Why The Wealthy Need To Tone Down The Whining

Don’t think for a second that I like the Obama administration’s assault on private companies that is embodied in the recently announced senior executive pay caps. I consider them as a first wave of further intrusions into the boardroom and part of a philosophical attitude towards the private sector that is far from benign (more about this in a second). But the incessant whine of from the tone deaf in Manhattan and similar environs needs to stop.

Witness this article in the New York Times today. The title is “You Try Living On 500K In This Town.” Here is the problem:

PRIVATE school: $32,000 a year per student.

Mortgage: $96,000 a year.

Co-op maintenance fee: $96,000 a year.

Nanny: $45,000 a year.

We are already at $269,000, and we haven’t even gotten to taxes yet.

Five hundred thousand dollars — the amount President Obama wants to set as the top pay for banking executives whose firms accept government bailout money — seems like a lot, and it is a lot. To many people in many places, it is a princely sum to live on. But in the neighborhoods of New York City and its suburban enclaves where successful bankers live, half a million a year can go very fast.

That’s sort of talk is like raw meat to a pack of wolves. Moaning about your nanny expenses to the average American that spends most of their free time trying to raise their kids without help is not going to engender sympathy. Quite the opposite, it’s going to reinforce the sense that people who spend their money in this manner are truly out of touch with reality. If you want allies for the coming battle, this is the wrong way to recruit them.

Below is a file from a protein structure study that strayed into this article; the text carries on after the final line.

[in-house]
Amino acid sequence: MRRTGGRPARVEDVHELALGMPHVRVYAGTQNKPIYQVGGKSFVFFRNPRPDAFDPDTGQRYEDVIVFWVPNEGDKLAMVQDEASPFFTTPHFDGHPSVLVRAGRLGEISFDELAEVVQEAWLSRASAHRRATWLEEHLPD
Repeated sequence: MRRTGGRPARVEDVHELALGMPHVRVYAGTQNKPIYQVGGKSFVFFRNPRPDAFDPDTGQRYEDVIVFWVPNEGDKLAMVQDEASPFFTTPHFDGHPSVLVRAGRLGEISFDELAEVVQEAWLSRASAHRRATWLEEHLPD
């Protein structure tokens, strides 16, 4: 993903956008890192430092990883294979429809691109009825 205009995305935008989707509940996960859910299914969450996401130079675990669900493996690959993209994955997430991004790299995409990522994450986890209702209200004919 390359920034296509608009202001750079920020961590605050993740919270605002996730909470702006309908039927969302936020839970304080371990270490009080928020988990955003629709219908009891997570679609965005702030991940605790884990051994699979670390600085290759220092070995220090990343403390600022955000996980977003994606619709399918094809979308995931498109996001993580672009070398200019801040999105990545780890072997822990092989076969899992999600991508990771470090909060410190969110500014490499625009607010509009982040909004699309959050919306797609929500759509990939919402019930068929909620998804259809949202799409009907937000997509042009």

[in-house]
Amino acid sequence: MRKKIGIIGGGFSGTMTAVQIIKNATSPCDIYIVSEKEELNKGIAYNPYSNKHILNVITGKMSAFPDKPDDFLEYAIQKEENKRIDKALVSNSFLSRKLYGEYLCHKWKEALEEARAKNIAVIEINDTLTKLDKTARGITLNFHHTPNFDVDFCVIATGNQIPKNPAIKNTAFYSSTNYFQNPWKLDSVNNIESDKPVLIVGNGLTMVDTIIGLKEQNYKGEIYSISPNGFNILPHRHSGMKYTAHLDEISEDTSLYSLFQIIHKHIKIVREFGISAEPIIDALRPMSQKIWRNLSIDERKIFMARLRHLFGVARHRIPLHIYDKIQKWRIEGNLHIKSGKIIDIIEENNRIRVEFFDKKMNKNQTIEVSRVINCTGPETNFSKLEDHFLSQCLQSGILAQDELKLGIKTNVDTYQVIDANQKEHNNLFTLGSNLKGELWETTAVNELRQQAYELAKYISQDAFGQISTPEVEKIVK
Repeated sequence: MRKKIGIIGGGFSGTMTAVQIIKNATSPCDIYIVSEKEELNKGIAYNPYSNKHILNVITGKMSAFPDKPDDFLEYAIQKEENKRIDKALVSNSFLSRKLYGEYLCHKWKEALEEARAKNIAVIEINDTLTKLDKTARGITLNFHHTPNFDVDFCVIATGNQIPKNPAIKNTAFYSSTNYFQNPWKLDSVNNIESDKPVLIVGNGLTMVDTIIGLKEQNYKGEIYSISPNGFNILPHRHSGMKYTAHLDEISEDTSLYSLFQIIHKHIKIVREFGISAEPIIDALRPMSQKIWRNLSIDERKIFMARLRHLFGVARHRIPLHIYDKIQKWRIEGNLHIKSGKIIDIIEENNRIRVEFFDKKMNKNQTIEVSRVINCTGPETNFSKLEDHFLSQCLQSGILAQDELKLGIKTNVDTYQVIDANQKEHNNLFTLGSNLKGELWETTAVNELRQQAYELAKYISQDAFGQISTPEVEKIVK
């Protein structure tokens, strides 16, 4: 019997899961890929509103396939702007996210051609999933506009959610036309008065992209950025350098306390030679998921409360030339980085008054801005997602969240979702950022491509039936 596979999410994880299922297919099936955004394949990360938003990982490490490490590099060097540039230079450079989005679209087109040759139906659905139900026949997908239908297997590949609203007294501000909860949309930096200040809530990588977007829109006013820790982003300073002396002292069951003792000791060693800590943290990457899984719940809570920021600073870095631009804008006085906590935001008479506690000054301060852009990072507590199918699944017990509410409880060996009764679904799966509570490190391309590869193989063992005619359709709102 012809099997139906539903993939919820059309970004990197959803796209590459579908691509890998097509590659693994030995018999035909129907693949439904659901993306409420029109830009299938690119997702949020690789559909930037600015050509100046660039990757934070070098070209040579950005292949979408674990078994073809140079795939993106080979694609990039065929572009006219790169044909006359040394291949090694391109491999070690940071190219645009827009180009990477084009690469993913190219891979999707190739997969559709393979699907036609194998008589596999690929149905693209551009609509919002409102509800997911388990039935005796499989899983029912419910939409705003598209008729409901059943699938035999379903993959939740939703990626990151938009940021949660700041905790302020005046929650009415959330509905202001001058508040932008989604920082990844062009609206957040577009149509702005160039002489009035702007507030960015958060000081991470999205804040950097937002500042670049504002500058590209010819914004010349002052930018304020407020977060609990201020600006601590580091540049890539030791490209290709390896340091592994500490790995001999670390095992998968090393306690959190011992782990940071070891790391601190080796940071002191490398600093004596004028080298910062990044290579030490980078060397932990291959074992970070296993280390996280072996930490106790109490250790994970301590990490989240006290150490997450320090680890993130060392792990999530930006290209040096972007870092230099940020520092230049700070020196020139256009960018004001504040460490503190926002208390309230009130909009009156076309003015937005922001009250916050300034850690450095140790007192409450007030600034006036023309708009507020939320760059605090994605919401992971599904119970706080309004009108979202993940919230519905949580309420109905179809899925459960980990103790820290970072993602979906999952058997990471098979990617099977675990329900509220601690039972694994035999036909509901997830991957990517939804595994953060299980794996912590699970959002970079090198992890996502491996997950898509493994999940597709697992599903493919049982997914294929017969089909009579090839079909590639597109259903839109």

I really do think that the average citizen doesn’t begrudge others their wealth and success. There is a certain admiration for those who do succeed and a secret hope that it might happen to them or their children. The idea that sort of opportunity is open to all still exists though it burns less brightly. That same citizen will, however, turn on a dime if the wealthy start to assert a sense of entitlement towards their comforts. Right now, with tough times all around, a low profile is the recommended profile.

There was an excellent post at the Curious Capitalist a couple of days ago. Justin Fox cited an article that appeared in Fortune a few years ago. The gist of the author’s argument is that the lower portion of the upper 1% of income earners are envious of the success of the top of that tier. In many cases they were educated together and through luck or skill some have gone on to accumulate significant riches while others have not. Here is a glimpse of the author’s proposal:

Here’s my outlandish theory: that economic resentment at the bottom of the top 1 percent of America’s income distribution is the new wild card in public life. Ordinary workers won’t rise up against ultras because they take it as given that “the rich get richer.”

But the hopes and dreams of today’s educated class are based on the idea that market capitalism is a meritocracy. The unreachable success of the superrich shreds those dreams.

“I’ve seen it in my research,” says pollster Doug Schoen, who counsels Michael Bloomberg and Hillary Clinton, among others. “If you look at the lower part of the upper class or the upper part of the upper middle class, there’s a great deal of frustration. These are people who assumed that their hard work and conventional ‘success’ would leave them with no worries. It’s the type of rumbling that could lead to political volatility.”

Justin Fox goes on to point out that the people in the lower 1% are by and large the policy makers now in charge in the Obama administration. Fox expects that we may see more assaults on the incomes of the rich over the next few years. He suggests that the income tax code is the likely tool.

If the wealthy have any hope of holding off this raid they are going to have to run a much smarter campaign than they have so far. History is pretty clear as to what happens when too large a gulf develops between a small portion of society and the majority. It is even more explicit about the results of such a divide when the upper class adopts explicitly public displays of their good fortune and demonstrates a sense of entitlement towards their lifestyle. Just ask the Europeans about wealth taxes.

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